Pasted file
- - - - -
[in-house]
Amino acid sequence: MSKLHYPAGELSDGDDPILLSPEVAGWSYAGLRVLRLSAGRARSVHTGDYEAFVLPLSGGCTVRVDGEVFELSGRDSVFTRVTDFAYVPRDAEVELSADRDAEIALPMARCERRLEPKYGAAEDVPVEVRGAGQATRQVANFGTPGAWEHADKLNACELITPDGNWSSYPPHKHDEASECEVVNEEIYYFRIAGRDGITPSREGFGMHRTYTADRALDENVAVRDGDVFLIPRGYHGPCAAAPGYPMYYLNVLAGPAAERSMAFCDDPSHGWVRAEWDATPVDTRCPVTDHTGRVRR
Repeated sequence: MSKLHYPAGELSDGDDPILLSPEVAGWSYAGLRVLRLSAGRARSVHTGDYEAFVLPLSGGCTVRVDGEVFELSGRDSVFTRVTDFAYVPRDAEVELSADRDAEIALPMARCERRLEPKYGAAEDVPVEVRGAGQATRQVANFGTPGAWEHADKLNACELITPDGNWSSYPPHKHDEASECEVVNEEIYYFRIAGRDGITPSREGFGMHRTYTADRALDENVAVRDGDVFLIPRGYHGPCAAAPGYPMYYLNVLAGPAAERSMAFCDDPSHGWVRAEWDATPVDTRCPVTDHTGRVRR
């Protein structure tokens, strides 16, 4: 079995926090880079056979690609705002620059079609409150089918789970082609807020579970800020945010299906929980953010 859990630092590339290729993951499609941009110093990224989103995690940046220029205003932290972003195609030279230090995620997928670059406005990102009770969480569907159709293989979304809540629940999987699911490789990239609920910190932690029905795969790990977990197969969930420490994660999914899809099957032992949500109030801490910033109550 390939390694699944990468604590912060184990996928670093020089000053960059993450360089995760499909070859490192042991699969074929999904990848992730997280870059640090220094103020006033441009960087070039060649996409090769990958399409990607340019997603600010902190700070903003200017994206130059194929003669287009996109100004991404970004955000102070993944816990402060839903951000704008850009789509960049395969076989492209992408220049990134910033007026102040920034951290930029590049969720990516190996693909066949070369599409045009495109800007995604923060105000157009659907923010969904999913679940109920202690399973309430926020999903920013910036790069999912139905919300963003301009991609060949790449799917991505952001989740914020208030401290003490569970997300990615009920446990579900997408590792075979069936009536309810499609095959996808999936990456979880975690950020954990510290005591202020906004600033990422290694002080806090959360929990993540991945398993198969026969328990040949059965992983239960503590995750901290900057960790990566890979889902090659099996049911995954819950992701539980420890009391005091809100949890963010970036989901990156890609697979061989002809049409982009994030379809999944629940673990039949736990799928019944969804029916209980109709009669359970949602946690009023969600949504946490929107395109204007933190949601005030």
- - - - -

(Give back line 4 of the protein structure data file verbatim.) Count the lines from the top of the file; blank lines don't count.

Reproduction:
């Protein structure tokens, strides 16, 4: 079995926090880079056979690609705002620059079609409150089918789970082609807020579970800020945010299906929980953010 859990630092590339290729993951499609941009110093990224989103995690940046220029205003932290972003195609030279230090995620997928670059406005990102009770969480569907159709293989979304809540629940999987699911490789990239609920910190932690029905795969790990977990197969969930420490994660999914899809099957032992949500109030801490910033109550 390939390694699944990468604590912060184990996928670093020089000053960059993450360089995760499909070859490192042991699969074929999904990848992730997280870059640090220094103020006033441009960087070039060649996409090769990958399409990607340019997603600010902190700070903003200017994206130059194929003669287009996109100004991404970004955000102070993944816990402060839903951000704008850009789509960049395969076989492209992408220049990134910033007026102040920034951290930029590049969720990516190996693909066949070369599409045009495109800007995604923060105000157009659907923010969904999913679940109920202690399973309430926020999903920013910036790069999912139905919300963003301009991609060949790449799917991505952001989740914020208030401290003490569970997300990615009920446990579900997408590792075979069936009536309810499609095959996808999936990456979880975690950020954990510290005591202020906004600033990422290694002080806090959360929990993540991945398993198969026969328990040949059965992983239960503590995750901290900057960790990566890979889902090659099996049911995954819950992701539980420890009391005091809100949890963010970036989901990156890609697979061989002809049409982009994030379809999944629940673990039949736990799928019944969804029916209980109709009669359970949602946690009023969600949504946490929107395109204007933190949601005030």